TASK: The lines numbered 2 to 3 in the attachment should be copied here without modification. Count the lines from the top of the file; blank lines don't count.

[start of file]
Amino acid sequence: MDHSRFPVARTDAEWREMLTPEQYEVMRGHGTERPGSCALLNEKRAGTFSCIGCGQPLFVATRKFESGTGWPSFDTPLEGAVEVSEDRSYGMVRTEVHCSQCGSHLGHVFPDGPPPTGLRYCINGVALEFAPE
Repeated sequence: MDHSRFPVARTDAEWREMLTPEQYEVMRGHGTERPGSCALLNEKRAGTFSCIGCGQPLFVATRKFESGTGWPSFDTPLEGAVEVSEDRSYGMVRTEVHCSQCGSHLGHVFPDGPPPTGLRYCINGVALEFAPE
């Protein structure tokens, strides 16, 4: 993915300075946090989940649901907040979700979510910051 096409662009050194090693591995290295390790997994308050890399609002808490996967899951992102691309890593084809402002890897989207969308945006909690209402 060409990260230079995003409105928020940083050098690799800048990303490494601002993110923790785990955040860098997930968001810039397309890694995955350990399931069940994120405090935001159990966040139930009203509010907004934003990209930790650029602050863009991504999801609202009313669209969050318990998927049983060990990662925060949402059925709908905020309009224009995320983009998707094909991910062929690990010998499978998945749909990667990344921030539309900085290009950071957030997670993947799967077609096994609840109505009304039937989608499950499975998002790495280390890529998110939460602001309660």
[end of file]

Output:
Repeated sequence: MDHSRFPVARTDAEWREMLTPEQYEVMRGHGTERPGSCALLNEKRAGTFSCIGCGQPLFVATRKFESGTGWPSFDTPLEGAVEVSEDRSYGMVRTEVHCSQCGSHLGHVFPDGPPPTGLRYCINGVALEFAPE
């Protein structure tokens, strides 16, 4: 993915300075946090989940649901907040979700979510910051 096409662009050194090693591995290295390790997994308050890399609002808490996967899951992102691309890593084809402002890897989207969308945006909690209402 060409990260230079995003409105928020940083050098690799800048990303490494601002993110923790785990955040860098997930968001810039397309890694995955350990399931069940994120405090935001159990966040139930009203509010907004934003990209930790650029602050863009991504999801609202009313669209969050318990998927049983060990990662925060949402059925709908905020309009224009995320983009998707094909991910062929690990010998499978998945749909990667990344921030539309900085290009950071957030997670993947799967077609096994609840109505009304039937989608499950499975998002790495280390890529998110939460602001309660």